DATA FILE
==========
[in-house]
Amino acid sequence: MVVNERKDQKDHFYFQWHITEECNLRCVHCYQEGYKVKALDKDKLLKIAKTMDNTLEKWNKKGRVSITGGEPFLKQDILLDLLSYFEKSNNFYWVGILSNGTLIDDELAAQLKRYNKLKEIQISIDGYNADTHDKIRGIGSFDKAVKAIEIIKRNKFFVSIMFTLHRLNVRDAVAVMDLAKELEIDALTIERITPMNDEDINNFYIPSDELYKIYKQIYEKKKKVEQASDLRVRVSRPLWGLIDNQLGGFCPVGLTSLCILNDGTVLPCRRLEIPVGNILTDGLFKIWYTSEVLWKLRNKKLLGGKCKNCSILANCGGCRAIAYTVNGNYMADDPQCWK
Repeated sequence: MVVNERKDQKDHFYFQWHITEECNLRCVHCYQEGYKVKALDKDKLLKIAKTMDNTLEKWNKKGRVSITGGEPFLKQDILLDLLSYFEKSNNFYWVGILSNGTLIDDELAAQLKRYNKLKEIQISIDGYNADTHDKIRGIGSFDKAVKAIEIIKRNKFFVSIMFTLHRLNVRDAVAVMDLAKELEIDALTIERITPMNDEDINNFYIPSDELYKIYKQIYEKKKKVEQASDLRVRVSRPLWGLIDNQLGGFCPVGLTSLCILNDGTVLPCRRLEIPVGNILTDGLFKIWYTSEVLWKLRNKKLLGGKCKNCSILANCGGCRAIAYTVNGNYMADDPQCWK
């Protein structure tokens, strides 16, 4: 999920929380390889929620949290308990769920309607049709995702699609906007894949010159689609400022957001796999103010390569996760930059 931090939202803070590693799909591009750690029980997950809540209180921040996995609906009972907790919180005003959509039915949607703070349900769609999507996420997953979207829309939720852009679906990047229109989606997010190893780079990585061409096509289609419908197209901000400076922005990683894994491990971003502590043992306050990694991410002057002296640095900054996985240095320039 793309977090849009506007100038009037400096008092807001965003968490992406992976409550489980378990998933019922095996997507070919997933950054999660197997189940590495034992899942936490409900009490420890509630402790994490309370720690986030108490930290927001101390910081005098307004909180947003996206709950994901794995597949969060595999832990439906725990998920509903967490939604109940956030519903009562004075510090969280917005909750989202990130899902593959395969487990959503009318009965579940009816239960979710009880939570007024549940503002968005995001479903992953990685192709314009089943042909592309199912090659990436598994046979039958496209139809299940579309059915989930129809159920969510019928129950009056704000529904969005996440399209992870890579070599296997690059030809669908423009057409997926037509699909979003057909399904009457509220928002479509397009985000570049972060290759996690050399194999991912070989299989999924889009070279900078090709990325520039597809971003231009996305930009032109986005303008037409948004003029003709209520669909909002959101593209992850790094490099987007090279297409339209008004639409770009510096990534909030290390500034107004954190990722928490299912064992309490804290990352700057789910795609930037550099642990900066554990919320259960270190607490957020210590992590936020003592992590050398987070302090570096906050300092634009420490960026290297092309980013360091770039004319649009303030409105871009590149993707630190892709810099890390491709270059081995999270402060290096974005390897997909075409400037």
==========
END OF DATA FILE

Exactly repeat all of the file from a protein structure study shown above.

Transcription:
[in-house]
Amino acid sequence: MVVNERKDQKDHFYFQWHITEECNLRCVHCYQEGYKVKALDKDKLLKIAKTMDNTLEKWNKKGRVSITGGEPFLKQDILLDLLSYFEKSNNFYWVGILSNGTLIDDELAAQLKRYNKLKEIQISIDGYNADTHDKIRGIGSFDKAVKAIEIIKRNKFFVSIMFTLHRLNVRDAVAVMDLAKELEIDALTIERITPMNDEDINNFYIPSDELYKIYKQIYEKKKKVEQASDLRVRVSRPLWGLIDNQLGGFCPVGLTSLCILNDGTVLPCRRLEIPVGNILTDGLFKIWYTSEVLWKLRNKKLLGGKCKNCSILANCGGCRAIAYTVNGNYMADDPQCWK
Repeated sequence: MVVNERKDQKDHFYFQWHITEECNLRCVHCYQEGYKVKALDKDKLLKIAKTMDNTLEKWNKKGRVSITGGEPFLKQDILLDLLSYFEKSNNFYWVGILSNGTLIDDELAAQLKRYNKLKEIQISIDGYNADTHDKIRGIGSFDKAVKAIEIIKRNKFFVSIMFTLHRLNVRDAVAVMDLAKELEIDALTIERITPMNDEDINNFYIPSDELYKIYKQIYEKKKKVEQASDLRVRVSRPLWGLIDNQLGGFCPVGLTSLCILNDGTVLPCRRLEIPVGNILTDGLFKIWYTSEVLWKLRNKKLLGGKCKNCSILANCGGCRAIAYTVNGNYMADDPQCWK
């Protein structure tokens, strides 16, 4: 999920929380390889929620949290308990769920309607049709995702699609906007894949010159689609400022957001796999103010390569996760930059 931090939202803070590693799909591009750690029980997950809540209180921040996995609906009972907790919180005003959509039915949607703070349900769609999507996420997953979207829309939720852009679906990047229109989606997010190893780079990585061409096509289609419908197209901000400076922005990683894994491990971003502590043992306050990694991410002057002296640095900054996985240095320039 793309977090849009506007100038009037400096008092807001965003968490992406992976409550489980378990998933019922095996997507070919997933950054999660197997189940590495034992899942936490409900009490420890509630402790994490309370720690986030108490930290927001101390910081005098307004909180947003996206709950994901794995597949969060595999832990439906725990998920509903967490939604109940956030519903009562004075510090969280917005909750989202990130899902593959395969487990959503009318009965579940009816239960979710009880939570007024549940503002968005995001479903992953990685192709314009089943042909592309199912090659990436598994046979039958496209139809299940579309059915989930129809159920969510019928129950009056704000529904969005996440399209992870890579070599296997690059030809669908423009057409997926037509699909979003057909399904009457509220928002479509397009985000570049972060290759996690050399194999991912070989299989999924889009070279900078090709990325520039597809971003231009996305930009032109986005303008037409948004003029003709209520669909909002959101593209992850790094490099987007090279297409339209008004639409770009510096990534909030290390500034107004954190990722928490299912064992309490804290990352700057789910795609930037550099642990900066554990919320259960270190607490957020210590992590936020003592992590050398987070302090570096906050300092634009420490960026290297092309980013360091770039004319649009303030409105871009590149993707630190892709810099890390491709270059081995999270402060290096974005390897997909075409400037």